Yuri Bilu and Pierre Parent posted a beautiful paper on the arXiv last week, settling part of a very old problem about the mod-p Galois representations attached to elliptic curves over Q.

If E is an elliptic curve over Q, the action of Galois on the p-torsion points of E yields a Galois representation

rho_{E,p}: Gal(Q) -> GL_2(F_p).

A famous theorem of Serre tells us that if E does not have complex multiplication, then rho_{E,p} is surjective for p large enough. But what “large enough” means depends, a priori, on E.

In practice, one seldom comes across an elliptic curve without CM such that rho_{E,p} is non-surjective. Thus the conjecture, originally due to Serre and now very widely believed, that “large enough” *need not* depend on the elliptic curve; that is, there is some absolute constant P such that rho_{E,p} is surjective for all non-CM elliptic curves over Q and all p > P.

More number theory below the fold:

The first step in attacking this problem is to ask: what does rho_{E,p} look like when it isn’t surjective? Its image has to land in some maximal proper subgroup of GL_2(F_p), and these aren’t hard to classify. In fact, either:

- rho_{E,p} is surjective;
- The image of rho_{E,p} is contained in a Borel;
- The image of rho_{E,p} is contained in the normalizer of a split Cartan;
- The image of rho_{E,p} is contained in the normalizer of a non-split Cartan;
- The image of rho_{E,p} is contained in one of a finite list of “exceptional subgroups.

Case 5 is easy to rule out for large p. Case 2 is the subject of one of Mazur’s most famous theorems: if p is greater than 163, the image of rho_{E,p} cannot be contained in a Borel.

This leaves cases 3 and 4, the normalizers of Cartan. Case 4 appears to be the hardest — to imitate Mazur’s argument on the Borel case, one needs the Jacobian of the relevant modular curve to have some quotients with Mordell-Weil rank 0. And when the modular curve in question is the one parametrizing elliptic curves whose Galois representations are in case 4 — a curve usually called “X_{non-split}(p)” — the Jacobian ought not to have any such quotients. Indeed, under Birch-Swinnerton-Dyer, all of its quotients will have odd Mordell-Weil rank.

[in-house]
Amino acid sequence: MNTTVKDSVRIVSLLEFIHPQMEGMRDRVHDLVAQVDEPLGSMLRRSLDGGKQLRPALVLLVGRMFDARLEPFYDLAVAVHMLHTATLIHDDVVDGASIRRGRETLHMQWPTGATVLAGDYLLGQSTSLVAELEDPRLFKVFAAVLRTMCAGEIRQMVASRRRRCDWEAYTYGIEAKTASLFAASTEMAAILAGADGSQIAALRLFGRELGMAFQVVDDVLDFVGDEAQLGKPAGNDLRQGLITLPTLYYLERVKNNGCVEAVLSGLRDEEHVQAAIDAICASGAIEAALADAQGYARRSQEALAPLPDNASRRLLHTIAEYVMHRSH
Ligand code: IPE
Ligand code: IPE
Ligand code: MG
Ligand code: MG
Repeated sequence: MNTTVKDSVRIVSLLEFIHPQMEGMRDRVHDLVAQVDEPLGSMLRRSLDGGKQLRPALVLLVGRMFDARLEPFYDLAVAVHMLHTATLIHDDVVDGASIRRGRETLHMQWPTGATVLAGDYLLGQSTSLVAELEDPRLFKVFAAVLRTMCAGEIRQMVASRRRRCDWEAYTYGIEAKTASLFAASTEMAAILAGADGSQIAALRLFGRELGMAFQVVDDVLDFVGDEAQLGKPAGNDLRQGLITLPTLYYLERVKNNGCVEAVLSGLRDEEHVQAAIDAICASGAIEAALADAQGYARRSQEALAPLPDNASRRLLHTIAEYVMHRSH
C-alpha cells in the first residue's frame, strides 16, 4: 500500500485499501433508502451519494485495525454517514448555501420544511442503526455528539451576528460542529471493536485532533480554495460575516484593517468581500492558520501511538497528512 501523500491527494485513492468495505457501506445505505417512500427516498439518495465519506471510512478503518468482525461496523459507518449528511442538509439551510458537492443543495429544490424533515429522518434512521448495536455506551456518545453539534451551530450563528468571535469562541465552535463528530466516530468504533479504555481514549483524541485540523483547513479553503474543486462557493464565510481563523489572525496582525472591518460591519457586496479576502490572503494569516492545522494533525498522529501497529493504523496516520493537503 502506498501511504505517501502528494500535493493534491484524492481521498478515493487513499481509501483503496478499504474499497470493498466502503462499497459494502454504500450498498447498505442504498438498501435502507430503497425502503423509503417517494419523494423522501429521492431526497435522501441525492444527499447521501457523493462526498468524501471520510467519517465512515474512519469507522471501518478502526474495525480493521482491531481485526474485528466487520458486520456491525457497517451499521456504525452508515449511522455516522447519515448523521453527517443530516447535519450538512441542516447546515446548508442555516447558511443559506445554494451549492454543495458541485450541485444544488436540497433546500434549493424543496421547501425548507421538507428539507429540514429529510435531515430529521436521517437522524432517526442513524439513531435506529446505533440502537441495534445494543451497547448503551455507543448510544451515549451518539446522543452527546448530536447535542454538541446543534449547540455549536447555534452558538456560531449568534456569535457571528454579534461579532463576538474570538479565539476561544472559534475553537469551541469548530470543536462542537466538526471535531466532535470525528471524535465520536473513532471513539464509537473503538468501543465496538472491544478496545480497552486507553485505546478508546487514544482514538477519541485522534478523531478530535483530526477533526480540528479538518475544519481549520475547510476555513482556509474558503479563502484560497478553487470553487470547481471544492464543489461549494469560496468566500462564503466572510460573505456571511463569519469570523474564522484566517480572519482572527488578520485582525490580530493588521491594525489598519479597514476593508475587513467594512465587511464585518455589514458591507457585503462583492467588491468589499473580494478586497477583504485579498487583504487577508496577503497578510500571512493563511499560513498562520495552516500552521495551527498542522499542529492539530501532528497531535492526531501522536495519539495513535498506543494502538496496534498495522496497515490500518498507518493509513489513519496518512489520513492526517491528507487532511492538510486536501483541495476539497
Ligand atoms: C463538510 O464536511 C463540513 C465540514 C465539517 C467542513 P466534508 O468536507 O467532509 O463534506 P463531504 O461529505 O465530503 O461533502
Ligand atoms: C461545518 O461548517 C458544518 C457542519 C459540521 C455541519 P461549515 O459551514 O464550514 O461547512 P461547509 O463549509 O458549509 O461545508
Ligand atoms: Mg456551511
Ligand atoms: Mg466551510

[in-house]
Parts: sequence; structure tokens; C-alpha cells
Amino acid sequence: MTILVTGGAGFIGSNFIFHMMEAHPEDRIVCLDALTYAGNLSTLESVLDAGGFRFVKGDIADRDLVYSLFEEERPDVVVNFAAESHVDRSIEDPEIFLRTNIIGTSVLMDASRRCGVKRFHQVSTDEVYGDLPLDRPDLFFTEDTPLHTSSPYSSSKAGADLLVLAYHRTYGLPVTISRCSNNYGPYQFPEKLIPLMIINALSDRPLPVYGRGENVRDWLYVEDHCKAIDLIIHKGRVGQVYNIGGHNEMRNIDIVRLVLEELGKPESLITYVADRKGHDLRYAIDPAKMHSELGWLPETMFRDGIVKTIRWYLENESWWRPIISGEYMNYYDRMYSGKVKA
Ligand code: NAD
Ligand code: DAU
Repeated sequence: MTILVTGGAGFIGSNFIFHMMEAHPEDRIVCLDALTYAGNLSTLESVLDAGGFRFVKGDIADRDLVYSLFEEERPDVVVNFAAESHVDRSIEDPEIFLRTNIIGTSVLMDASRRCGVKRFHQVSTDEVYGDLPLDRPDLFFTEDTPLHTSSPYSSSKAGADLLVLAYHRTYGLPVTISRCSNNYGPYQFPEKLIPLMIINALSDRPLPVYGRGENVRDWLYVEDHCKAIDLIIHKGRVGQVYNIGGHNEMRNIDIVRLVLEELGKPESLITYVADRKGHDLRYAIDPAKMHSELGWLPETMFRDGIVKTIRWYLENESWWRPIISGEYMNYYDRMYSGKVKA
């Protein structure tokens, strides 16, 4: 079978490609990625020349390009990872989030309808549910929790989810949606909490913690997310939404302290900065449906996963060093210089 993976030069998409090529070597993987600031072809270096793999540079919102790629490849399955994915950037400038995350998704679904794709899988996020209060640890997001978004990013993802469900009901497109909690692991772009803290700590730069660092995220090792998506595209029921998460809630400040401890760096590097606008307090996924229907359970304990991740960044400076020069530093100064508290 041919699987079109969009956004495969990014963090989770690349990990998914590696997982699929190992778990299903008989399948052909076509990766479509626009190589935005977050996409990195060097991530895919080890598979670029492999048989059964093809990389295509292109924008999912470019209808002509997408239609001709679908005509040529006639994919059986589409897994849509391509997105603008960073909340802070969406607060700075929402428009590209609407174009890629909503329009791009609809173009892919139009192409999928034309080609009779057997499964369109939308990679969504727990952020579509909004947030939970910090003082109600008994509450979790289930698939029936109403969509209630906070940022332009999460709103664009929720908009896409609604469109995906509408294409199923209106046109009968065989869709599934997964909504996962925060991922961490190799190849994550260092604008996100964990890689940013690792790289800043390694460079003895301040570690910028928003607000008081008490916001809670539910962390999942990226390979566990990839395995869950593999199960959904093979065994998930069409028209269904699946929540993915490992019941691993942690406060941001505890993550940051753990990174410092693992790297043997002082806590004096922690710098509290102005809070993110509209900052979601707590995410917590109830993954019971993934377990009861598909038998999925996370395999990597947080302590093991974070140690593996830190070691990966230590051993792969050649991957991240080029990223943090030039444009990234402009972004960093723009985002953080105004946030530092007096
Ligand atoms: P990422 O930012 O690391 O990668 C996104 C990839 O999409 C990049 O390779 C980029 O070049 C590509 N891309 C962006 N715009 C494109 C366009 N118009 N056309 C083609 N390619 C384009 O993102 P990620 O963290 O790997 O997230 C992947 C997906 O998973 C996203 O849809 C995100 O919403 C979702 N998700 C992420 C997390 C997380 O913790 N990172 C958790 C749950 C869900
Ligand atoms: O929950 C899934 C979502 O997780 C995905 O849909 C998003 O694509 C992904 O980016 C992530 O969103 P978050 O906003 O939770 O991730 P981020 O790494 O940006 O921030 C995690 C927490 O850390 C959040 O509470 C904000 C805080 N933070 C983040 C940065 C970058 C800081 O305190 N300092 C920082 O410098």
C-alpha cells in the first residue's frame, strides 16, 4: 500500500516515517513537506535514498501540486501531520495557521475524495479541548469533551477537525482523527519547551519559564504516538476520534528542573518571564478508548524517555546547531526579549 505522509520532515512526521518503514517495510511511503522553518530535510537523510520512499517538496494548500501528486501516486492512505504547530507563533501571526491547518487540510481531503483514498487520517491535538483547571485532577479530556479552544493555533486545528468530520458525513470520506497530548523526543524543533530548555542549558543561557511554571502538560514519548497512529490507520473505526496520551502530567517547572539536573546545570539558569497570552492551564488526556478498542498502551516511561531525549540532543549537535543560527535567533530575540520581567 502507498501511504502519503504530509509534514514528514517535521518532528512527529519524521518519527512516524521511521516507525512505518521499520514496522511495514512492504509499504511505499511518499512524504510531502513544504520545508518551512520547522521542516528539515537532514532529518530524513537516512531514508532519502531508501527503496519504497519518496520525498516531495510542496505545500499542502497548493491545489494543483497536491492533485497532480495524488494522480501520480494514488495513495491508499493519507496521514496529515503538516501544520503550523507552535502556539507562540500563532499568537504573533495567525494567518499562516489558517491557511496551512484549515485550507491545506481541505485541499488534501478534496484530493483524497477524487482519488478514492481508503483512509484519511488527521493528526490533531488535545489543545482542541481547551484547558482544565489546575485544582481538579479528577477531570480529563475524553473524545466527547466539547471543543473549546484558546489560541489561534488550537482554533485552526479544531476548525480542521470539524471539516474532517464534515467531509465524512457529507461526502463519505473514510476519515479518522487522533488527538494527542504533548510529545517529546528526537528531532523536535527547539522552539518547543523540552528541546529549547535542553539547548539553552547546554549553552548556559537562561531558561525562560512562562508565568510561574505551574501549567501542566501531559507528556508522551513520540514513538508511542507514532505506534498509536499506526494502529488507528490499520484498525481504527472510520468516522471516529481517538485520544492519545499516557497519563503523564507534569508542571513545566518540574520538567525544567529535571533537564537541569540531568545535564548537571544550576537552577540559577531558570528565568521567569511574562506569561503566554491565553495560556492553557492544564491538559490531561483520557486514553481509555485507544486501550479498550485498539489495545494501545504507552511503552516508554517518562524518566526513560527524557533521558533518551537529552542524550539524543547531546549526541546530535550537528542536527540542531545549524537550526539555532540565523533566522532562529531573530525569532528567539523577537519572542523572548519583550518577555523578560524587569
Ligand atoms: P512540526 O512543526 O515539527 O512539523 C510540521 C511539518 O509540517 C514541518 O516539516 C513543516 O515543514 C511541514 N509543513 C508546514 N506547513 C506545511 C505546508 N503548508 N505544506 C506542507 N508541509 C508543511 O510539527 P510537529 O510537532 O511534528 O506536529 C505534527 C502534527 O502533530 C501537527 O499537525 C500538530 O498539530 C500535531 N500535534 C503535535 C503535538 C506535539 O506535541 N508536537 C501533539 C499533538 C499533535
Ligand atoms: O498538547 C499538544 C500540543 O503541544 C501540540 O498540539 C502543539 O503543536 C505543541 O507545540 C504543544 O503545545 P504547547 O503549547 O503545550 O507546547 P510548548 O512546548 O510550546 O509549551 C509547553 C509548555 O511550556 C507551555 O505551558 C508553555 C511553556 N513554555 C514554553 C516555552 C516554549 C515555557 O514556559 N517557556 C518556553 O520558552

That leaves case 3, the subject of Bilu and Parent’s theorem. One can go a certain distance down the path laid out by Mazur; a 1984 result of Momose shows that if E is in case 3, and p is larger than 13, then E has potentially good reduction at all primes not dividing 6. (I don’t have the paper in front of me as I write, so I only vouch that the theorem statement is “essentially” correct!) This fact is already quite useful for “Fermat-style” diophantine applications. But one really wants to know that, for p > P, the only elliptic curves in case 3 are the CM curves.

And at this point one gets stuck for 24 years.

I’ll explain a little about how Bilu and Parent’s theorem works; but the paper itself is so short that I feel somewhat freed from the responsibility to summarize it!

Suppose we have an elliptic curve E/Q whose mod-p Galois representation has image in the normalizer of a split Cartan. We are going to derive a contradiction by ruling out two classes of curves: those whose height is large compared to p, and those whose height is small compared to p. If “large” and “small” are defined suitably, these two classes together will account for all the curves.

If you don’t like the word “height”, just keep in mind that j(E) is an integer by Momose’s theorem — from now on we’ll think of “height” and “log j(E)” as more or less synonymous.

The small-height curves are ruled out by a theorem of Masser and Wustholtz, which tells you that if two elliptic curves are isogenous, there is an isogeny between them of degree at most O(height(E))^2. Now our curve E, after passing to a quadratic extension K/Q, is isogenous to some other curve E’/K via an isogeny of degree p. This is the unique isogeny (up to sign) from E to E’, because E is not CM. (We had to use this hypothesis somewhere!) So Masser and Wustholtz tell us that height(E) must be pretty big; on order of sqrt(p), at least.

On the other hand, Bilu and Parent observe, one can construct a very useful “modular unit” which they denote w_a: this is a function on X_split(p) which has all the zeroes and poles supported on cusps. (Why should such a function exist? Because the group generated by cusps in the Jacobian of X_split(p) is torsion, which means there are tons of relations between the cusps, i.e. tons of principal divisors supported on cusps.)

Now our elliptic curve E yields a point P on X_split(p)(Q) which, by Momose, doesn’t reduce to a cusp mod ell for any prime ell. But this means in particular that w_a(P) doesn’t reduce to either 0 or infinity mod ell for any ell; in other words, it’s a unit in Z^*; either 1 or -1. Well, not quite! My ultra-loose description hides that there are of course some problems at p, and what’s in fact the case is that w_a(P) is a power of p, which can be explicitly bounded.

Finally, Bilu and Parent use the asymptotic behavior of w_a near the cusps to show that the size of j(E) can be bounded in terms of the size of w_a(P); in particular, they find that log j(E) is at most on order of 12 log p. But the Masser-Wustholtz argument tells us that log j(E) is already as big as sqrt(p) In other words, we’ve ruled out large-height points as well as small-height points; and thus case 3 cannot arise for p large enough.

Sweet!

Now assuming GRH